The Problem with Time

Simply put, there’s just not enough of it.

How does a person who works full time manage to carve out precious minutes here and there, trying desperately to get a few words on a page? It’s a challenge – that’s for sure.

I hear the ticking of seconds going by constantly, and the clock has become my Master. I’ve gotten pretty good at grabbing spare minutes throughout the day to let my imagination run wild and get those words on the page. Multi-tasking – juggling both my workload and my writing of stories – has gotten easier. In fact, I find my ability to work on chapters of my stories throughout the day has increased. I’m not picky about what I quickly get down on the page; the point is to get something – ANYTHING – down. I can go back in the evening and polish things up. The important thing is that I’ve gotten down the gist of what I want to convey. Later I expand upon it.

The latest monkey wrench thrown into my time management ‘house of cards’ is the use of social media. By many accounts, one of the best ways to get published is by establishing a web presence. This involves blogging, tweeting and developing a web page, among other things. I buy into this – and, frankly, I enjoy reading the perspectives of other bloggers. I also greatly enjoy having a ‘place’ where I can share my thoughts about a variety of things as well as my experiences as I work toward one day publishing my fiction.

But here’s the thing: how in the world do you fit it all in? With the tweeting and the blogging, when does the time for writing one’s stories get squeezed in? I’m often left feeling pressed, trying to do it all.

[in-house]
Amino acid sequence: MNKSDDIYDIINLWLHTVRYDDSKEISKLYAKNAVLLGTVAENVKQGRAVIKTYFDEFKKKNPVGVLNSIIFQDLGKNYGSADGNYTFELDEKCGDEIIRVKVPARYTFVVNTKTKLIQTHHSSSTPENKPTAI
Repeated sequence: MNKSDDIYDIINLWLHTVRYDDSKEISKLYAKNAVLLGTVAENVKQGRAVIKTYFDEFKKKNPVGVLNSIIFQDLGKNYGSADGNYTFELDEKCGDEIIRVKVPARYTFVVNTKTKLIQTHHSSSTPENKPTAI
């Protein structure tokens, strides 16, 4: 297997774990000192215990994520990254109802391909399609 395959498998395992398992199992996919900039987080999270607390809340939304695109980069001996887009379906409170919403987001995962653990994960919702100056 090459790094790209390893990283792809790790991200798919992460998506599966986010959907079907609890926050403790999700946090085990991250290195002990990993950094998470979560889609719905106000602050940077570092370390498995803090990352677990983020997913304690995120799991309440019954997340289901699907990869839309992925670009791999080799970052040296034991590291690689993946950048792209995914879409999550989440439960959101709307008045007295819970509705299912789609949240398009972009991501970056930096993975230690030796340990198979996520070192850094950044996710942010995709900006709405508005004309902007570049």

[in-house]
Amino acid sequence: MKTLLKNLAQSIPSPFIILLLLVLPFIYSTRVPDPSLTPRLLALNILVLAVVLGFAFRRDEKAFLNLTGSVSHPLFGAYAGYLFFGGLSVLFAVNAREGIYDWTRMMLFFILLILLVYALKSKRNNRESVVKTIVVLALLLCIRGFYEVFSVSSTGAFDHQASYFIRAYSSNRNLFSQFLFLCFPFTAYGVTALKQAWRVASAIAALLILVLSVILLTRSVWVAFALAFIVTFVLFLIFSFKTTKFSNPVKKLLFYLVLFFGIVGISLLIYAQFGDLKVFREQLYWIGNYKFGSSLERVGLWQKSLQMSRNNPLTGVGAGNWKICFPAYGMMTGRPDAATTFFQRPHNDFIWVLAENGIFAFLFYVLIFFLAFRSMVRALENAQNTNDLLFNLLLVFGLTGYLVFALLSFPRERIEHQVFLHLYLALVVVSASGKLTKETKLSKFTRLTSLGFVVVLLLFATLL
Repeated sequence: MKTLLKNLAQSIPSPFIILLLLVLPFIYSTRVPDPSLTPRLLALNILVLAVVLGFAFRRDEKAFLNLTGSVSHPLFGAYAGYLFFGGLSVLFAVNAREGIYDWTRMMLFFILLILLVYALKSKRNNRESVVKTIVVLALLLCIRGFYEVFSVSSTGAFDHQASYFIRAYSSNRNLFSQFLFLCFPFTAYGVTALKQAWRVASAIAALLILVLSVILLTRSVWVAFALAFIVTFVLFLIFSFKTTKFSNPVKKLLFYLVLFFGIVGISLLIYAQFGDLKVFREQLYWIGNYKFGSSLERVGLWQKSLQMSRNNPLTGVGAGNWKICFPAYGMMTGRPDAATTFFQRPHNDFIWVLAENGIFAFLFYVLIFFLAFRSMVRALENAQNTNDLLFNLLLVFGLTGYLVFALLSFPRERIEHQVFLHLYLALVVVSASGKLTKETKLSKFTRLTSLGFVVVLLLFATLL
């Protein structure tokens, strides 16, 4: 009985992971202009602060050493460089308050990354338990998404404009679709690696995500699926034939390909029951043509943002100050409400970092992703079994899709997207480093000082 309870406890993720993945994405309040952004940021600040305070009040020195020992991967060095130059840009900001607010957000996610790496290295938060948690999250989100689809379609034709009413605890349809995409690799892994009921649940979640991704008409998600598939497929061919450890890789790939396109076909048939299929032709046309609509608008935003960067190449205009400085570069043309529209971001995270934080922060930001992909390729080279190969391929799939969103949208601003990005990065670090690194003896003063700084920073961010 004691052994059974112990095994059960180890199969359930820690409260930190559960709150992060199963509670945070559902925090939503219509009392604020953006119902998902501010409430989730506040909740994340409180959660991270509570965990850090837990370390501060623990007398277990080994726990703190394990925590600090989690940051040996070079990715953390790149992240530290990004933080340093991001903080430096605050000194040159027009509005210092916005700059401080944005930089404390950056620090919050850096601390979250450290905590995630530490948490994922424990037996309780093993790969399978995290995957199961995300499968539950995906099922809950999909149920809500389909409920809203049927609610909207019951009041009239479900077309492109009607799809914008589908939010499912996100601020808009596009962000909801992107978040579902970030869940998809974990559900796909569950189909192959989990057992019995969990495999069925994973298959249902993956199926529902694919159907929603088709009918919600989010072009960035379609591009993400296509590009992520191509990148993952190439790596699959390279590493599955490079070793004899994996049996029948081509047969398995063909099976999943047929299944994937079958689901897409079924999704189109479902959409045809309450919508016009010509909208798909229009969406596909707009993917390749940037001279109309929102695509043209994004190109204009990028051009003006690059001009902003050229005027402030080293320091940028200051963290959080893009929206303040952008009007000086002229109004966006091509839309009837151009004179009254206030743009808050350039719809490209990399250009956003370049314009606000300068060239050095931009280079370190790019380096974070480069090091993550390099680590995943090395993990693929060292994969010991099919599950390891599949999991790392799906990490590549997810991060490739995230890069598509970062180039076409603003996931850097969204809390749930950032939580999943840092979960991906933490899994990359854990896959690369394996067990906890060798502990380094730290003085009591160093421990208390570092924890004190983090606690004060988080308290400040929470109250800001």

It’s a ‘brave new world’ in terms of publishing and social media. In the past, did authors simply write their stories and then go from publishing house to publishing house, trying to work up interest in their work? I wonder how Stephen King, for example, first got his big opportunity. Did he divert precious minutes from the writing of his stories to pursue other avenues that hinted at possible publishing opportunities in the future?

I’d love to hear the thoughts of other writers who also blog – and who work full time as well. Do you devote a fixed amount of time each day to blogging, tweeting? To reviewing favorite blogs, scrolling through tweets? Do you blog daily, weekly? Does it get easier over time?

Share your tips with me – tell me, just how the heck you fit it all in!

About Kate Loveton

Aspiring novelist. Avid reader of fiction. Reviewer of books. By day, my undercover identity is that of meek, mild-mannered legal assistant, Kate Loveton, working in the confines of a stuffy corporate law office; by night, however, I'm a super hero: Kate Loveton, Aspiring Novelist and Spinner of Tales. My favorite words are 'Once upon a time... ' Won't you join me on my journey as I attempt to turn a hobby into something more?
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13 Responses to The Problem with Time